An auxiliary bishop in Boston has said that the Church must find new language on LGBT issues to address the concerns of Catholics, especially youth and young adults, and that bishops must do more listening about these topics.
In a recent interview with America magazine’s Michael O’Loughlin, Bishop Mark O’Connell urged the Church to find “new language” when speaking about LGBT people that can still “express the beauty of our truth.” Catholics can draw inspiration from Pope Francis in doing so, he said. America reported:
“For his part, Bishop O’Connell said the search for acceptable language is ongoing, noting that even in the L.G.B.T. community, language continues to evolve. ‘We need to work on language that we can all agree on,’ he said.
“The dizzying pace of progress for L.G.B.T. people has also presented the church with new challenges, he said. ‘These are not old issues,’ he said, pointing specifically to the challenges over rights for transgender issues. ‘Jesus did not say, “In 2018, when we speak about transgender people, this is the answer.”‘
“Bishops, he said, are ‘struggling’ with the issue and are considering, ‘How do we really be kind?’ when formulating policies about bathrooms and locker rooms in church-affiliated institutions.”
Explaining that goal is ultimately to “find language we can all agree on,” O’Connell said:
“‘By naming our own weaknesses, we can develop new language, new ways to explain the soundness of our teaching, new ways to show the beauty and authenticity of our faith to the world. . .If we cannot find the new language, at least we can listen.'”
Issues of gender and sexuality have topped the list of Catholics’ concerns at the 22 listening sessions O’Connell has held in the Archdiocese of Boston since he was appointed by Pope Francis in 2016. Beyond creating new language, he said listening to the faithful is a must for bishops: “I would encourage my brother bishops to listen, listen to what they’re saying.” He summarized these points in a tweet posted after one youth event:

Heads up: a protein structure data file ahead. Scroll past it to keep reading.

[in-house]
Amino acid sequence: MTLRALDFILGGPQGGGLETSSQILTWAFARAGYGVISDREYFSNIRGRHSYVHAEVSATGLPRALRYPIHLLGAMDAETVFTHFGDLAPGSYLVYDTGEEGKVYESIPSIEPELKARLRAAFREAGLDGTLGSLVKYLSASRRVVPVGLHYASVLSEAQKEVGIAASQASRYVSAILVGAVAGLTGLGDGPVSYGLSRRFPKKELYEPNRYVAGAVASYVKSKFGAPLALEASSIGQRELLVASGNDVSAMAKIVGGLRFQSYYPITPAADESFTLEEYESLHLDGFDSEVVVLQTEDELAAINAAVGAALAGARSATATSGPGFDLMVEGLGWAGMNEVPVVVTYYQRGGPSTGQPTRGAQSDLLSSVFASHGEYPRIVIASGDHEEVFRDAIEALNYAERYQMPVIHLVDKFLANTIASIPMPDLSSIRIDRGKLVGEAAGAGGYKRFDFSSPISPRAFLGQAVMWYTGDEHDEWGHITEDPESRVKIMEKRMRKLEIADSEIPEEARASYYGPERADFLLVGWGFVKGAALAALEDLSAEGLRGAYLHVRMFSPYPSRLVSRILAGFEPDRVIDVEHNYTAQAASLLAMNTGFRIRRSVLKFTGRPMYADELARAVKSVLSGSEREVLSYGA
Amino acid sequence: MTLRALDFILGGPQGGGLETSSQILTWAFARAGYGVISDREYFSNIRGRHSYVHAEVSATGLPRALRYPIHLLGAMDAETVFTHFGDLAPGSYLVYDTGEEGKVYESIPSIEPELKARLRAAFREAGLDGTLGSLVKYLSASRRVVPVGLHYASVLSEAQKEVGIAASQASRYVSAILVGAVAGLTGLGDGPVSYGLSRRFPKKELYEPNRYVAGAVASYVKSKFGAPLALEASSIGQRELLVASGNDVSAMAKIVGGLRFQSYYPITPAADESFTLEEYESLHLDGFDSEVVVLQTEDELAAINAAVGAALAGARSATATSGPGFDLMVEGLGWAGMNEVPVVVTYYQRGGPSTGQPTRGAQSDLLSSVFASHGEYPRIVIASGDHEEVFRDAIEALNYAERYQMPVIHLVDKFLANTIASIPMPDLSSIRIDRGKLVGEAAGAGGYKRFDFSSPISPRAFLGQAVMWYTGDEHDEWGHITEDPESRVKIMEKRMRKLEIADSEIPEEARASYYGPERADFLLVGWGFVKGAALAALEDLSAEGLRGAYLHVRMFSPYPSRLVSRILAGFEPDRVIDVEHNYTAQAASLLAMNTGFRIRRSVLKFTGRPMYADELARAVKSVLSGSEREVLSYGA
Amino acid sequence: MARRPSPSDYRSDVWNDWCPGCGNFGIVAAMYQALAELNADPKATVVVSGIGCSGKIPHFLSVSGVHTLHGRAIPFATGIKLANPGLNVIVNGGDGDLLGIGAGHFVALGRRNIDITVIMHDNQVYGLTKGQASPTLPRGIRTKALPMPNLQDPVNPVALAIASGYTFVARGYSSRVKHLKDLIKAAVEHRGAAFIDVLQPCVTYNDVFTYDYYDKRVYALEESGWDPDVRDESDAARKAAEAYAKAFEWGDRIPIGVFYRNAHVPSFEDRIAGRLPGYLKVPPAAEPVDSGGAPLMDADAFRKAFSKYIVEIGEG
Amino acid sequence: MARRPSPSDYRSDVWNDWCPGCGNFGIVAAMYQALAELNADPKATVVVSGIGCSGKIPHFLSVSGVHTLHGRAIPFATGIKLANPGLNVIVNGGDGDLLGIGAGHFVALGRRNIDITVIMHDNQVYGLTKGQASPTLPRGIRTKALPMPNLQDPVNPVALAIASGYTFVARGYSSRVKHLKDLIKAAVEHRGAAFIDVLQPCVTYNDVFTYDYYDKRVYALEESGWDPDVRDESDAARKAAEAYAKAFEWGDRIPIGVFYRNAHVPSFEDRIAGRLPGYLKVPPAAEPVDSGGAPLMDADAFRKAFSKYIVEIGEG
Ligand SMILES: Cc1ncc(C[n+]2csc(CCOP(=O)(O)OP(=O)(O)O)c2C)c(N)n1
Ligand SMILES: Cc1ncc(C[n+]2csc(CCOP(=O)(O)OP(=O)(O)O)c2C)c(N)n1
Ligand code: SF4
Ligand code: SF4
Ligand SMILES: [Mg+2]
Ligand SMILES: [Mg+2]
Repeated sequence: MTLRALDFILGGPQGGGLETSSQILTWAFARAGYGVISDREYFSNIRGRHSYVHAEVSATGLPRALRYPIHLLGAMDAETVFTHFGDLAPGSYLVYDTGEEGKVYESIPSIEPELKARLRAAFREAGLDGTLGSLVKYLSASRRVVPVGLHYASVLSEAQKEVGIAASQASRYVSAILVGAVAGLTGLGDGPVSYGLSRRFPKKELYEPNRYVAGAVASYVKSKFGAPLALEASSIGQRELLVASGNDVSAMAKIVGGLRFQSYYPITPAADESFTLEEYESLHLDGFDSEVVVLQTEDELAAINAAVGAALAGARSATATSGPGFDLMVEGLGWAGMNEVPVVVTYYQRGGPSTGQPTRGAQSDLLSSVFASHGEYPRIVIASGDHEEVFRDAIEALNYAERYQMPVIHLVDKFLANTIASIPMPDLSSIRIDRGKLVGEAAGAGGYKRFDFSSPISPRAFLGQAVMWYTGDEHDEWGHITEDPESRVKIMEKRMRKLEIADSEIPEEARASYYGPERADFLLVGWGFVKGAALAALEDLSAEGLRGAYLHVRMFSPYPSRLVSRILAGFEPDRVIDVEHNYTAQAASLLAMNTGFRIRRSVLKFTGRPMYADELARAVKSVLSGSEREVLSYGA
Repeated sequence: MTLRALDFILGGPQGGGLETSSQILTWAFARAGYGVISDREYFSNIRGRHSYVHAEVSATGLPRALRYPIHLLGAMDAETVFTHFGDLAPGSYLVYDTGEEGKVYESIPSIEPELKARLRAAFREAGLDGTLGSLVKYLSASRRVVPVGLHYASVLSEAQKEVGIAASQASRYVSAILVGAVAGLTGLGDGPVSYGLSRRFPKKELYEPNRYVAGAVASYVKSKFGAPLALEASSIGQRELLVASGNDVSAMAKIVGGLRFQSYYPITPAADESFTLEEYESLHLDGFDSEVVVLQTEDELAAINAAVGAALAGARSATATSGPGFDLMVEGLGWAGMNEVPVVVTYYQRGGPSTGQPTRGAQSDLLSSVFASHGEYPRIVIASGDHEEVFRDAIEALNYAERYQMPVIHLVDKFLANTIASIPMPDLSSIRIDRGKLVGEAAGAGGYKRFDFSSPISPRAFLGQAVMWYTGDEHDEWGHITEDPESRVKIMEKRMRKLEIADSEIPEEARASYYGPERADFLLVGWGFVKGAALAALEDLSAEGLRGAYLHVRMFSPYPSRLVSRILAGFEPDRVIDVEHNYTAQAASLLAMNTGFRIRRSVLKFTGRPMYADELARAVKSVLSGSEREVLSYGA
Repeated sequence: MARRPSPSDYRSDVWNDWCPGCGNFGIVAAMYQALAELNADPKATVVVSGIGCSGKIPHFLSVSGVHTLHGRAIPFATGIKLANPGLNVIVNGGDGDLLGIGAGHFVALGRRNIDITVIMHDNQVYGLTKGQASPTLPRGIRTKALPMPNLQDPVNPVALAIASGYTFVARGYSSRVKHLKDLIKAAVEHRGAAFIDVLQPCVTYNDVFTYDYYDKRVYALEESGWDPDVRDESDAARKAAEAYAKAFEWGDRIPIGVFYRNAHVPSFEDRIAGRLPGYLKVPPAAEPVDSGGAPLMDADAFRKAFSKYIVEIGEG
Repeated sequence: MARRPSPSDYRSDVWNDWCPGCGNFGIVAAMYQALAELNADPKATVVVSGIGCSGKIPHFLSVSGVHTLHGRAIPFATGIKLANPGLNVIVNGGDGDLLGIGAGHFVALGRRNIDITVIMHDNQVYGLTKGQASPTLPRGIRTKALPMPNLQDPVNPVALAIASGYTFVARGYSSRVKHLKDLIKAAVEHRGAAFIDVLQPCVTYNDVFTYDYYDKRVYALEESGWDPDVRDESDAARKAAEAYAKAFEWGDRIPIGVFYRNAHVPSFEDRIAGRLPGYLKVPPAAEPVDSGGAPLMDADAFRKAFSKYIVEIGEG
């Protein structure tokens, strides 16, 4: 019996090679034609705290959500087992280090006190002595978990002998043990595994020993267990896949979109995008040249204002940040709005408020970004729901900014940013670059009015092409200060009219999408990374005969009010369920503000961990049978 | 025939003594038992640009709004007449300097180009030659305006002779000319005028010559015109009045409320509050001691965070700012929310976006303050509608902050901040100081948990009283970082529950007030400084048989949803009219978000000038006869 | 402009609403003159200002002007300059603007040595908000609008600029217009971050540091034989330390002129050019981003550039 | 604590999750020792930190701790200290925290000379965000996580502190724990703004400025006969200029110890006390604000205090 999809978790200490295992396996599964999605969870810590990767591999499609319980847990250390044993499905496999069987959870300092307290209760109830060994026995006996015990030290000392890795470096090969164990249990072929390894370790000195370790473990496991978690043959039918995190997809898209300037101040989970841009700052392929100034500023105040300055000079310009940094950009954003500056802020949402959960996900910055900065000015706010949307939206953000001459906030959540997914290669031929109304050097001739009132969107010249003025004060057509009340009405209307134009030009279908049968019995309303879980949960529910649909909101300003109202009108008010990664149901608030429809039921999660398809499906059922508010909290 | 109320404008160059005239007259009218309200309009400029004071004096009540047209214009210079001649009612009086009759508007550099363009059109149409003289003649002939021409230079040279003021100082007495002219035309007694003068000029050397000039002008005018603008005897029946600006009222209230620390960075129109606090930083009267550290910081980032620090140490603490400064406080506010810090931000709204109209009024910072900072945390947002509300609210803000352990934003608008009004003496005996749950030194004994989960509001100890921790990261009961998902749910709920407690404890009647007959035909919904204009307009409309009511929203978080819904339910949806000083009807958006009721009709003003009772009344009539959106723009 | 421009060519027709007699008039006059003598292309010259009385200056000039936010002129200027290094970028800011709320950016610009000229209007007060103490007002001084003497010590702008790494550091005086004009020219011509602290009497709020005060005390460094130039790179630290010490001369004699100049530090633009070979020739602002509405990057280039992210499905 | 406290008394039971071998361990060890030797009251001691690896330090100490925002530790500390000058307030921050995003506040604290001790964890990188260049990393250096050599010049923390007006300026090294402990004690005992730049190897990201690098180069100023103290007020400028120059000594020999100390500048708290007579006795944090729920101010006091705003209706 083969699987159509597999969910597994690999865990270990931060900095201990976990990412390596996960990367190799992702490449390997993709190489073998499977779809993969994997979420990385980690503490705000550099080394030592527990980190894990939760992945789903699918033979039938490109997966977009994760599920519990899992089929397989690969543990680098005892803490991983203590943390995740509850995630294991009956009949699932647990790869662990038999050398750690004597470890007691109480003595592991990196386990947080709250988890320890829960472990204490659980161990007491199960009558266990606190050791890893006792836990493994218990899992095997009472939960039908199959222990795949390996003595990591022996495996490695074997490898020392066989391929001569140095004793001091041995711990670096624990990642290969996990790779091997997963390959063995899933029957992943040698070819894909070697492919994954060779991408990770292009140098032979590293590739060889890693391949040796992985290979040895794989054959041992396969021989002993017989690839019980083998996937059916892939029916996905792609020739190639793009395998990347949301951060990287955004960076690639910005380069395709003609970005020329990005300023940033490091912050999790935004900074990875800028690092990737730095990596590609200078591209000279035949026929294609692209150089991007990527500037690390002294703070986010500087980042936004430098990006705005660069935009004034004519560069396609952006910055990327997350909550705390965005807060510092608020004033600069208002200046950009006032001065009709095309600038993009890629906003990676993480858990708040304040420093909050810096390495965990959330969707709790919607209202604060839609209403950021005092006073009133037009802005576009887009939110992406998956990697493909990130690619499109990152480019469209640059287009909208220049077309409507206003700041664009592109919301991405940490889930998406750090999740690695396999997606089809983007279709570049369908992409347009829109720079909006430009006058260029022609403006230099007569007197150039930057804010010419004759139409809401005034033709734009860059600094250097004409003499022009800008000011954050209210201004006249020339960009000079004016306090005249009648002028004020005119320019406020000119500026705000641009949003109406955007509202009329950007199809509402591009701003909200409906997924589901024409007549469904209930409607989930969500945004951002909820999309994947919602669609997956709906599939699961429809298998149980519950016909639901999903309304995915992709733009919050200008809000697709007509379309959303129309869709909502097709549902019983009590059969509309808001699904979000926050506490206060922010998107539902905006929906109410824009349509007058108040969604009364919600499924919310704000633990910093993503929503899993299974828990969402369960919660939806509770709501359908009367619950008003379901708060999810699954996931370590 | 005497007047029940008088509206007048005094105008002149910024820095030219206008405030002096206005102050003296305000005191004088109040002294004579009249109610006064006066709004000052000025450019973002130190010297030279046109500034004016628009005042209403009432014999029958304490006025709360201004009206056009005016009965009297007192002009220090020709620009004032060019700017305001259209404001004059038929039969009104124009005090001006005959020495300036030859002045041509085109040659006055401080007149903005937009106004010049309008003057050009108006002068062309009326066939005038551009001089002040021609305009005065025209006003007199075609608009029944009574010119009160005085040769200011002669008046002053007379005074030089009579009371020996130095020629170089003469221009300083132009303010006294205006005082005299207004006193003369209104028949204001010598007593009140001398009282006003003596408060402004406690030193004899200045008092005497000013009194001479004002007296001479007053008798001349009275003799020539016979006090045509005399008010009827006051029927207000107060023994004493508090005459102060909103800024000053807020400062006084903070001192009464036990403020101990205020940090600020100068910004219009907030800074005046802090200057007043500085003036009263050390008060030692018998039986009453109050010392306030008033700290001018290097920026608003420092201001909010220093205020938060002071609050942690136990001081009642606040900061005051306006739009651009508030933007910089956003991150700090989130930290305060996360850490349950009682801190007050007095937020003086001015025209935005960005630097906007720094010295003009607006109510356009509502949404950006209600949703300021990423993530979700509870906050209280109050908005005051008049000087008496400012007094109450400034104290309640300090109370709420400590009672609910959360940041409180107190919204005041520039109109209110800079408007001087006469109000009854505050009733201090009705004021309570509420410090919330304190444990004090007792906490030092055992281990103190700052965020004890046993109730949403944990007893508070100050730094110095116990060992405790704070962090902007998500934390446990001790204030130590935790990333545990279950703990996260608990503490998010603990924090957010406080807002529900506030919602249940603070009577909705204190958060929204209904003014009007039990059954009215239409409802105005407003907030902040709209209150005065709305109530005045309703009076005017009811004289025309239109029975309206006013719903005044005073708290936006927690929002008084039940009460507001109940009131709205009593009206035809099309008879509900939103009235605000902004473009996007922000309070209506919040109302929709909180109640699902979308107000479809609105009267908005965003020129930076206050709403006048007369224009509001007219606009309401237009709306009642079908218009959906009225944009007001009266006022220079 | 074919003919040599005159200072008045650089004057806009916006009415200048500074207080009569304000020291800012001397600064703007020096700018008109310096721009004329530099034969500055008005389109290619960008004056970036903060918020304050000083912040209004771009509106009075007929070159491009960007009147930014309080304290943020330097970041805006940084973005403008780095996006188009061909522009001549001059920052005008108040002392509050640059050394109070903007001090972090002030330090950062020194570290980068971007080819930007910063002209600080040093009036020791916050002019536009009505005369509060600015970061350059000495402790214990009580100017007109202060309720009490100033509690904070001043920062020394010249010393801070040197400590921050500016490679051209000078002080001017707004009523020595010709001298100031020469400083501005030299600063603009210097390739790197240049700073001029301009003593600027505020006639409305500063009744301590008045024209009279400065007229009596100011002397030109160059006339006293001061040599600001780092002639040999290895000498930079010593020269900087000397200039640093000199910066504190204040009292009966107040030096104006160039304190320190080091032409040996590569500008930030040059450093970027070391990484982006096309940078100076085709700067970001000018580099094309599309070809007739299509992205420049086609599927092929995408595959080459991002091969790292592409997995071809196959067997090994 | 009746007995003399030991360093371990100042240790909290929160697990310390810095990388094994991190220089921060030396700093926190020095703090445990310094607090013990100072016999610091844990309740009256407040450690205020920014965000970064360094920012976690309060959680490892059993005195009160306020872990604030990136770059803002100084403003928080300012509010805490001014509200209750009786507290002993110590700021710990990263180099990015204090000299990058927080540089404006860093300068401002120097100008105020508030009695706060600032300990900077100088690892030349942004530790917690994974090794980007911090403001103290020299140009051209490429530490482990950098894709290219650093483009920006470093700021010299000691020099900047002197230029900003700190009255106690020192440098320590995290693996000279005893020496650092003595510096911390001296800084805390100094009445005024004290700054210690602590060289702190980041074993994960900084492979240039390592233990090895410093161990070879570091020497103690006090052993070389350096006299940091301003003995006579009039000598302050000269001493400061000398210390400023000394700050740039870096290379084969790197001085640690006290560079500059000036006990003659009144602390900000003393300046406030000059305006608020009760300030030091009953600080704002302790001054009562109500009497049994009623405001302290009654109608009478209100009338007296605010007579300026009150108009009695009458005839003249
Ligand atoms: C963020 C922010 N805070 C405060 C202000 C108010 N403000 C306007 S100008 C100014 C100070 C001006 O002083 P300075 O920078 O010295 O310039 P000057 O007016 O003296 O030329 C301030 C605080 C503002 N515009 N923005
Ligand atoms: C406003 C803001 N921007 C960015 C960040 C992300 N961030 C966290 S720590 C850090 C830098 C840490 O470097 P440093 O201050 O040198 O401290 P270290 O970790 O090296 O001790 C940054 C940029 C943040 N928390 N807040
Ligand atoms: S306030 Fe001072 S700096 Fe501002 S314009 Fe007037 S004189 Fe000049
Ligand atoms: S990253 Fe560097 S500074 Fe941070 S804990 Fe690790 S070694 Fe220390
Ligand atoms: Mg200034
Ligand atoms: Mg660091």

“Did a Q&A with 190 High School students last night. Important questions about Catholics and gender identity. My message was that bishops need to hear their powerful voices for real dialog. I’m listening. #BishopHearMe”
Young people in particular, the bishop explained, are at a “critical moment” in their lives. Finding new language on LGBT issues is so important because church leaders must improve their answers to young people. Indeed, he said, “giving them a bad explanation of the truth could cause them to lose their faith forever.” Youth today are “kind-hearted, and they don’t like people being put down, bullied,” he said. But when it comes to the Church, “many young adults who have nothing but skepticism and doubt.” This is particularly true when considering the Church’s treatment of LGBT people.
O’Connell had another suggestion for his fellow bishops in addition to listening, which was to “stop avoiding” LGBT issues and confront them head on. The Church, he said “should be not afraid of questions,” though this fear is a very present reality. “Every bishop,” he claimed, “should be able to answer these questions adequately.”
His own message to young people is, “We’re not against gay people, we have lots of gay members in our church.” And, O’Connell added that if youth and young adults are unsatisfied with that answer or others they hear from church leaders, then they must speak up.
Bishop O’Connell’s challenge to his brother bishops to listen more is an insightful and welcome suggestion. The power of listening to people’s stories should not be underestimated, and has, in many cases, led to progress on LGBT equality in the Church. (Readers can use New Ways Ministry website’s “Contact Your Bishop” feature, available here, to find your local bishop’s contact information and send him a letter or e-mail, and/or schedule a meeting.)
When I have listened to younger Catholics, I hear not only the desire for a change in language, but a desire for a parallel change in pastoral practice. They expect that the Church will live by its own teachings. If this is not the case, younger Catholics generally feel little obligation to stay in the Church. Still, changes in language are important. Bishop O’Connell”s comments echo the words of the late Bishop Francis Mugavero of Brooklyn, N.Y., who nearly forty years ago, in his pastoral letter Sexuality: God’s Gift, wrote, “we pledge our willingness…to try to find new ways to communicate the truth of Christ because we believe it will make you free.” Mugavero’s use of the term “new ways” in that text was the inspiration for Sister Jeannine Gramick and Father Robert Nugent to name the new ministry they founded one year later “New Ways Ministry.
O’Connell, by not only his statements but his actions, has made a similar pledge to find new ways of communicating. I pray he will continue listening to Catholics, especially to youth and to LGBT people, and keep challenging church leaders to do likewise.
—Robert Shine, New Ways Ministry, January 24, 2018